Thursday, March 7, 2013

"Oh. My."

Those were my husbands words as he read yet another crazy story from the newspaper. This time, a grandmother shot her "troubled" grandson with a Glock 9mm semiautomatic handgun. Wha??? You can't trust anybody anymore, I thought to myself. Nothing but bad news. I couldn't stop my thoughts from going where they go every time I hear news like this: fear. Overwhelming, all-consuming fear. The type of fear that causes me to narrow my eyes with doubt at every person that crosses my path, wondering, Where are you going, where have you been, and what are your intentions? The type of fear that makes me want to lock all my doors, pull down all the shades, and never let my children leave my sight. Like, ever. As one of my FaceBook friends put it (paraphrased, of course): "When my kids were little and couldn't read, I drew a big X on the things that were bad so they wouldn't mess with them. I wish I had drawn one on the door to the outside world." (Thanks, Debbie:)) Yep. My feelings exactly.
My cynicism of the human race isn't new. The older I've gotten, the more my cynical nature shows itself. I want to believe in good, but I can't. Or, rather, I won't. It is a choice that I can make, but I normally choose to let fear overtake my decision-making, and the outcome is that I don't trust the world at large. Maybe that's smart, maybe that's good, you know, to keep myself at a distance. But what keeps me at a distance from the bad also keeps me at a distance from the good. I know there is good, I've experienced it. But in my cynical state, I tend to think that it's the minority that's good and not the majority.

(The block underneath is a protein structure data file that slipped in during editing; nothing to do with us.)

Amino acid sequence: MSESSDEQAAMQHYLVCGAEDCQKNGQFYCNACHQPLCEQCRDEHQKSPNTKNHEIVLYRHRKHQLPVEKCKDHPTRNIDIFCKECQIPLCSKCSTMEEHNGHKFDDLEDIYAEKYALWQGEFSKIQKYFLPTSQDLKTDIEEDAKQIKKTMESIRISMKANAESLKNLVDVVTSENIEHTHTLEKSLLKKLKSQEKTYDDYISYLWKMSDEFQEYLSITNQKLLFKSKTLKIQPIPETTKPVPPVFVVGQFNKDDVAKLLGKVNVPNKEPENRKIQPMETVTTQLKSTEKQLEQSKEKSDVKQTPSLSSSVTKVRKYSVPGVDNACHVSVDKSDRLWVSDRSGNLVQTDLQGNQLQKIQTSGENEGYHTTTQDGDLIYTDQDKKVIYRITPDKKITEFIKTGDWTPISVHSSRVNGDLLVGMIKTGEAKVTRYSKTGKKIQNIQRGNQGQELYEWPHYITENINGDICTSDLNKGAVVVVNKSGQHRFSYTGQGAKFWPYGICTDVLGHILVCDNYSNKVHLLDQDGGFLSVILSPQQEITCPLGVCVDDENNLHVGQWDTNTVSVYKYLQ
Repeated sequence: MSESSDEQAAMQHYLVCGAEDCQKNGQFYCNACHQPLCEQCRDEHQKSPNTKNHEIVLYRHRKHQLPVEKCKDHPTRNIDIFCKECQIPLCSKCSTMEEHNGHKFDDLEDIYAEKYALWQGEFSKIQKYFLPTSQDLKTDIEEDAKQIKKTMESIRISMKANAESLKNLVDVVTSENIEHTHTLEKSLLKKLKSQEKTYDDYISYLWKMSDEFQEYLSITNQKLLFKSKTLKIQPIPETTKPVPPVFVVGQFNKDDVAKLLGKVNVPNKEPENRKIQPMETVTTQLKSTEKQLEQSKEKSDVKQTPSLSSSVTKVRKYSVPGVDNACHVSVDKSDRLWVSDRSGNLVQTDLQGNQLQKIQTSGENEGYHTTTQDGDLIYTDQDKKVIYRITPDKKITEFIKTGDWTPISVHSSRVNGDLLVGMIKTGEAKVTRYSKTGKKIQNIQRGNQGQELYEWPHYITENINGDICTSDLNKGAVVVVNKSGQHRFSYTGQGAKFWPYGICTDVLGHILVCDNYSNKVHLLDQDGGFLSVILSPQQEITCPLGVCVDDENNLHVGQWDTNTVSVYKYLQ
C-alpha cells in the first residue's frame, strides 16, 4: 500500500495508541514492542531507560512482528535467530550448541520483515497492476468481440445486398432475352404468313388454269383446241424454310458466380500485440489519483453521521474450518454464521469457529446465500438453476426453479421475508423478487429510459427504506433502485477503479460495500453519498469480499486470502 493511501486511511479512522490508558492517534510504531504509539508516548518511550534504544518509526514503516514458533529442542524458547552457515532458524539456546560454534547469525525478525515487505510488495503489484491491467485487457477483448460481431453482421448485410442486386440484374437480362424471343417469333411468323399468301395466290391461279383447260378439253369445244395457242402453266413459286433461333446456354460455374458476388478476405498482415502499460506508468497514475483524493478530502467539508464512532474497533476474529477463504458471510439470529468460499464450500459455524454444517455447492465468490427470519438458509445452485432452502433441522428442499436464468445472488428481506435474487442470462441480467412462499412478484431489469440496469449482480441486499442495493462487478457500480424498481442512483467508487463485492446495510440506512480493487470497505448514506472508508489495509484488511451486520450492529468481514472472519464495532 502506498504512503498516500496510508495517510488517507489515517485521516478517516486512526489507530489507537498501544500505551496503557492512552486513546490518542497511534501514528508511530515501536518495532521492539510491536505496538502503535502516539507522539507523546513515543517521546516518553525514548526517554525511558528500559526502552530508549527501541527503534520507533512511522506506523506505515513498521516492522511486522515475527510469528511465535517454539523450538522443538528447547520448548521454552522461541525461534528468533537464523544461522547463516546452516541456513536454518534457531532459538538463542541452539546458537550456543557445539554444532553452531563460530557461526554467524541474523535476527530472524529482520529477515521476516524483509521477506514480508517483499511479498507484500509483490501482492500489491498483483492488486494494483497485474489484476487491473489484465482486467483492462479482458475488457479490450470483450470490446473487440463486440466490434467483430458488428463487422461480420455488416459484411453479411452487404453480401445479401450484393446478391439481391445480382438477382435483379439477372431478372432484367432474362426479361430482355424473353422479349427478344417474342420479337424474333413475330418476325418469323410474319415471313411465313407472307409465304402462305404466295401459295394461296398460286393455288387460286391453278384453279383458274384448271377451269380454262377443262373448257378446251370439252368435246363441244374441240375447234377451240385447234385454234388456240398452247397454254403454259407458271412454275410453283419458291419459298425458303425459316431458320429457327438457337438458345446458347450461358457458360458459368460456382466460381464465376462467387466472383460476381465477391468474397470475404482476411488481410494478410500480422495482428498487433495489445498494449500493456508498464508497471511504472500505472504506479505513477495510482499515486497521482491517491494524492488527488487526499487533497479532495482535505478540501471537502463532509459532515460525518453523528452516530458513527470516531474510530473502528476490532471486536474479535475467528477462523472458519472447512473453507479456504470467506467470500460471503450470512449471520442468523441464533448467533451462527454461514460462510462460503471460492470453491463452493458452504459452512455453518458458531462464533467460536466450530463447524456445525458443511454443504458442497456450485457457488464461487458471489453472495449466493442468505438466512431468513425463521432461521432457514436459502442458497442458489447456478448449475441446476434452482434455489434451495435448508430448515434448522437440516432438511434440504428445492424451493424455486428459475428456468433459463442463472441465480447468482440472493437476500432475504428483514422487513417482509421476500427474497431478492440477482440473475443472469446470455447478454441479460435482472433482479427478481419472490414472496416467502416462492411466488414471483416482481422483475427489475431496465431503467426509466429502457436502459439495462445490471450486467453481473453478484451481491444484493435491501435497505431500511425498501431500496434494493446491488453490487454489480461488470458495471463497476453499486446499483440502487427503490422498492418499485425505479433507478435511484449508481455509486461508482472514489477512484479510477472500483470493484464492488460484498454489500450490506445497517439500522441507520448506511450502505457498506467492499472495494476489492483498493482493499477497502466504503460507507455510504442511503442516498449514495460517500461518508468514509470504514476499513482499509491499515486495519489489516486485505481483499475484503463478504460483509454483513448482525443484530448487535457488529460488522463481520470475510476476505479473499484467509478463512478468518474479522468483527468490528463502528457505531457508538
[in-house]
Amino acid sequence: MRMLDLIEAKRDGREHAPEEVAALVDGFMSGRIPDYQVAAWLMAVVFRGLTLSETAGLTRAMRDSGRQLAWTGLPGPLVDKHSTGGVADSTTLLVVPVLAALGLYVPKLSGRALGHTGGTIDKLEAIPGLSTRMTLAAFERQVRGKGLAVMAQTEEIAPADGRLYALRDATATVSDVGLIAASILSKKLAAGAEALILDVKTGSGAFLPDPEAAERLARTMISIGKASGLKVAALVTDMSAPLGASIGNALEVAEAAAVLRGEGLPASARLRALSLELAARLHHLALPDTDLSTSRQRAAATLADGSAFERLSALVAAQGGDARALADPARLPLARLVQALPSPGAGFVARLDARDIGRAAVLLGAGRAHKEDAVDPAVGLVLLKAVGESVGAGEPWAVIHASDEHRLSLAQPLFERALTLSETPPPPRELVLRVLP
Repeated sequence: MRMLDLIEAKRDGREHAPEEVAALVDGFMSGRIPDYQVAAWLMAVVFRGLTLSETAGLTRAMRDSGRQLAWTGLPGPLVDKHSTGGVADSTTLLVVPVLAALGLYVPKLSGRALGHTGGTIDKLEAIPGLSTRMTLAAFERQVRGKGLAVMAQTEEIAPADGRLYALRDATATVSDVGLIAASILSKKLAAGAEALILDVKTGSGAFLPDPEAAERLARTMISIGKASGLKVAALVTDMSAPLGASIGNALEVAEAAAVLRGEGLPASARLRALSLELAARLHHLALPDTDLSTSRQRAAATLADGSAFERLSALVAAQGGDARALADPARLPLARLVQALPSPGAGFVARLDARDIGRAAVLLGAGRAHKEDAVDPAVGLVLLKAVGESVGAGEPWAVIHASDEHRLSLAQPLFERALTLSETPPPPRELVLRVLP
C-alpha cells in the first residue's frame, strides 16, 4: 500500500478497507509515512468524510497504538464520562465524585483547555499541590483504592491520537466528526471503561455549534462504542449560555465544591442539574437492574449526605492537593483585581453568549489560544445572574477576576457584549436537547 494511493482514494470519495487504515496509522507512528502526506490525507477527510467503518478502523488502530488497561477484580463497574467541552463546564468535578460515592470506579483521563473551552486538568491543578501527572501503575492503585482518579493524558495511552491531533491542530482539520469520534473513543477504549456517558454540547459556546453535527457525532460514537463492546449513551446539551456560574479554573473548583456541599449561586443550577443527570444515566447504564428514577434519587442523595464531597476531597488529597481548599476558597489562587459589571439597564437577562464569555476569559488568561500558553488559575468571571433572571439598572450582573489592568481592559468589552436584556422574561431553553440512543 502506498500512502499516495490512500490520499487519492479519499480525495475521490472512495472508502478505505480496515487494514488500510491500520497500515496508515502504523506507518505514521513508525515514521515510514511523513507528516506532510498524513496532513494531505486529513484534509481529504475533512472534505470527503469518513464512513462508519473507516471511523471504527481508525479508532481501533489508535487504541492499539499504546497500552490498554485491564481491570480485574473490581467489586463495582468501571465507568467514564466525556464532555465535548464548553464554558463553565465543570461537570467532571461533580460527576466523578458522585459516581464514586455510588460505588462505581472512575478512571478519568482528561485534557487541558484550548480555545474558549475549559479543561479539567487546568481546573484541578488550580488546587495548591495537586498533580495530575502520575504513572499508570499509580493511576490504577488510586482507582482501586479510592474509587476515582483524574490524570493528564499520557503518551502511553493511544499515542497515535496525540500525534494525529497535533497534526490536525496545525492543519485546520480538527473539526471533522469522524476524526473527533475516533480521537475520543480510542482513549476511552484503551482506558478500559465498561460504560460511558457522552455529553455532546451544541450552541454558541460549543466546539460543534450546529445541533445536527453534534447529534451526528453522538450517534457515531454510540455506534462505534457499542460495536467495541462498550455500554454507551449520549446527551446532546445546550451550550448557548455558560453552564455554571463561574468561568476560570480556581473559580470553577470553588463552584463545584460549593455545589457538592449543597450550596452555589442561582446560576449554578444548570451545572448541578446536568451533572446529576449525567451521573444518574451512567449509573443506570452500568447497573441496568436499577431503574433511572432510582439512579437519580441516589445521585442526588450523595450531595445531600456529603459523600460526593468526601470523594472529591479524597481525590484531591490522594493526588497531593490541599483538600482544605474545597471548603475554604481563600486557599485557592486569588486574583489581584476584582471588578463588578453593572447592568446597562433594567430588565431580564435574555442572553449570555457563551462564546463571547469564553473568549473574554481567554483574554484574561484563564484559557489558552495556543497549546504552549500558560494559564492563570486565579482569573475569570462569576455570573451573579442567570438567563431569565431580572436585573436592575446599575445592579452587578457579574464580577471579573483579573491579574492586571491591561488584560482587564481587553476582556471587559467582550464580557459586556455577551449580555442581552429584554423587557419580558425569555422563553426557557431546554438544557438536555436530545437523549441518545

It's hard to live a full, optimistic and hopeful life and be so cynical at the same time. In the midst of my cynical attitude, I forget that there is a life to be lived, and lived out fully. It's good to be smart, it's good to be careful...but it's also good to be full of life. When I look out my window, I can see a small picture of a beautiful world out there, but from behind theses panes of glass, that's all I see. I have to get out there and be in it to feel the air on my face, experience the sunshine, play in the snow, or taste raindrops on my tongue.

But...I hear myself saying (I guess you could call me Chicken Little), it's scary out there. Anything could happen.

It's true.

But how am I gonna know if I never take any chances?

You shall not be afraid of the terror by night,
or of the arrow that flies by day,
not of the pestilence that walks in darkness,
not of the destruction that lays waste at noonday
{psalm 91:5-6}

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